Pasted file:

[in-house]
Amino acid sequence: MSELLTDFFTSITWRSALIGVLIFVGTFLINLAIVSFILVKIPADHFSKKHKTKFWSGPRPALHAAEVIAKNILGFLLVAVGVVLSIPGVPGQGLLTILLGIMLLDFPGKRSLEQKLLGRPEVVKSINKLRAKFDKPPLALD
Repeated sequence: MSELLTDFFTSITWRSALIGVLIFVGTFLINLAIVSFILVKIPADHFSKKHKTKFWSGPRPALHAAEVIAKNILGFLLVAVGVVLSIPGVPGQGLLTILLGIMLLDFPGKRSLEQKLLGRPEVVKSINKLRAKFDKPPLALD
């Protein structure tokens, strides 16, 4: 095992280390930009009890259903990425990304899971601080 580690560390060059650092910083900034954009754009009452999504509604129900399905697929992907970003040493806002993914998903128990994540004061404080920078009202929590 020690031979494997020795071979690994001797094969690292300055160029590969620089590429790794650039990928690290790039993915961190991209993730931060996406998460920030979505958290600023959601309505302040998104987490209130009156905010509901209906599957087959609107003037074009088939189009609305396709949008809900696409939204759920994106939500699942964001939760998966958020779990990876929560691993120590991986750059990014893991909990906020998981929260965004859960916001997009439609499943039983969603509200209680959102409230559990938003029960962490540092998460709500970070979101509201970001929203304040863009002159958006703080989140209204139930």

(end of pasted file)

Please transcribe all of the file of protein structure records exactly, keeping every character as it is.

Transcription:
[in-house]
Amino acid sequence: MSELLTDFFTSITWRSALIGVLIFVGTFLINLAIVSFILVKIPADHFSKKHKTKFWSGPRPALHAAEVIAKNILGFLLVAVGVVLSIPGVPGQGLLTILLGIMLLDFPGKRSLEQKLLGRPEVVKSINKLRAKFDKPPLALD
Repeated sequence: MSELLTDFFTSITWRSALIGVLIFVGTFLINLAIVSFILVKIPADHFSKKHKTKFWSGPRPALHAAEVIAKNILGFLLVAVGVVLSIPGVPGQGLLTILLGIMLLDFPGKRSLEQKLLGRPEVVKSINKLRAKFDKPPLALD
């Protein structure tokens, strides 16, 4: 095992280390930009009890259903990425990304899971601080 580690560390060059650092910083900034954009754009009452999504509604129900399905697929992907970003040493806002993914998903128990994540004061404080920078009202929590 020690031979494997020795071979690994001797094969690292300055160029590969620089590429790794650039990928690290790039993915961190991209993730931060996406998460920030979505958290600023959601309505302040998104987490209130009156905010509901209906599957087959609107003037074009088939189009609305396709949008809900696409939204759920994106939500699942964001939760998966958020779990990876929560691993120590991986750059990014893991909990906020998981929260965004859960916001997009439609499943039983969603509200209680959102409230559990938003029960962490540092998460709500970070979101509201970001929203304040863009002159958006703080989140209204139930």